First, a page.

Past / Present
The month of November has been difficult for many in America, including myself. Bigotry is on the rise, and every day seems to bring disheartening news. Nonetheless, on Nov. 29, upwards of 50 people squeezed themselves into Collected Works Bookstore, braving the frigid weather outside to hear Dr. Ron D. Hart in conversation with Gloria Abella Ballen. The topic of discussion was Hart’s latest book, Sephardic Jews: History, Religion, and People, which brings together the narratives of Sephardic Jews who were exiled from Spain and settled throughout the world. Perhaps most significant to this audience was that so many Sephardic Jews settled along the Rio Grande river when they arrived in the Americas, including northern New Mexico. Hart, a cultural anthropologist who has studied the history of medieval Spain’s Jews, is currently a research associate for the Center for Latin America and Iberian Institute at the University of New Mexico. Abella Ballen wrote and illustrated The Power of the Hebrew Alphabet; she has exhibited her art all over the world as well as taught at multiple universities.
As the clock inched toward 6 p.m., the seats filled, some of us spilling over onto tall stools, others settling into sofas. All around, friends greeted each other with cries of “hi, sweetie!”, hugs, and kisses. We shed our jackets like second skins to guard our seats while we retrieved coffees and teas, reveling in the warmth within the store. More than most, this reading was about community and safe spaces, visible in the way people threw around weather complaints to neighbors and made small talk.
Dr. Hart and Abella Ballen took their places at the stage, perched on folding chairs at a little table. Cecile Lipworth, event coordinator for Collected Works Bookstore, secured the audience’s attention with a mike tap before introducing the night’s guests of honor. Hart’s latest book focuses on Jews as the other, seen in medieval Spain where they were persecuted by Christian kingdoms to the north, a persecution which followed them to the Americas in the Inquisition. Here, Lipworth paused to acknowledge the shadow hanging over the room. “We face a lot of othering in America at this time,” she admitted, and the audience murmured in agreement.
Abella Ballen’s questions to Hart were designed to deepen the audience’s understanding of the history of Sephardic Jews, though the conversation remained casual and sometimes playful. After Abella Ballen asked how Spain become such an important magnet for Jews, Hart smiled and responded, “You know we’ve talked about this before, right?” In many ways, this discussion mirrored their conversations over dinner at home, something both acknowledged throughout the night. To answer her question, he explained the religious tolerance of Umayyad Muslim rulers, which attracted many Christians and Jews to Spain. He also emphasized that our idea of convivencia in Spain is undoubtedly a rose-colored view of the situation; the uneasy coexistence of Muslim, Jewish, and Christian cultures was a marriage of convenience, one that was eventually obliterated with the Reconquista. In 1492, the Christian monarchs Ferdinand and Isabella defeated the last Muslim kingdom in Granada, making Spain a Christian nation. Under the Alhambra Decree, Jews who had not converted to Christianity were expelled from Spain, given only four months to pack up their entire lives and leave behind all currency, properties and businesses. To return to Spain after leaving would have been an automatic death sentence.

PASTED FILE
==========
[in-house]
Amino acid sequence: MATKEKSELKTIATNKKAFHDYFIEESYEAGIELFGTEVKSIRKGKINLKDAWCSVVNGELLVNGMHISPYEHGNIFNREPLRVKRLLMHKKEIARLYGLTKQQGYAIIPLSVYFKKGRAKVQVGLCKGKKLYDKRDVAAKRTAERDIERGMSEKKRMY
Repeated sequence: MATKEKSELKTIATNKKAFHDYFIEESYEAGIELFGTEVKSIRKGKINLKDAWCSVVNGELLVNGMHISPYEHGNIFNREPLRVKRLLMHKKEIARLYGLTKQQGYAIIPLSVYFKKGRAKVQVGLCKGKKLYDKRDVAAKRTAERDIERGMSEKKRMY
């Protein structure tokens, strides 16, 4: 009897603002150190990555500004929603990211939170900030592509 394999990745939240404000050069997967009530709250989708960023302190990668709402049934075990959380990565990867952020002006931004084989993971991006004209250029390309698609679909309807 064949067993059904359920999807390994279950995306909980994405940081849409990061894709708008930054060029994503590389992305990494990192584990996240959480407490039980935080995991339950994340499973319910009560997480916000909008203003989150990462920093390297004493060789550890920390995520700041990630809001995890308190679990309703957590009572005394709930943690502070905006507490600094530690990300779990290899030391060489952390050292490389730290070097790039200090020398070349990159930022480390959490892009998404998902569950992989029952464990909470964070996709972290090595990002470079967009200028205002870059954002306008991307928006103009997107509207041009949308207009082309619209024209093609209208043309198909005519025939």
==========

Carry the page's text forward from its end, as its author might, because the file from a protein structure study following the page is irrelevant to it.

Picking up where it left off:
Throughout the night, the audience laughed at Hart and Abella Ballen’s jokes and gasped whenever Hart brought up a lesser-known facet of history, such as the estimates of the number of Jews murdered during the Inquisition. Everyone was there to learn and connect with each other, to be within the community ensconced in a local bookshop one cold November night. At the end, one audience member explained that though he was from Spain, he had only recently discovered his Sephardic Jew heritage. His desire to understand his past was mirrored by the audience. To come together at a time when life is so disheartening for people was powerful and affirming. To have a space carved out, safe and warm with coffee and friends, a refuge from both the weather and daily life — it meant something. Attendees queued up to purchase signed books and converse with Abella Ballen and Hart, many lingering to speak with friends before leaving. As for myself, I entered Collected Works that night and didn’t know a single soul but, after, lingered to speak.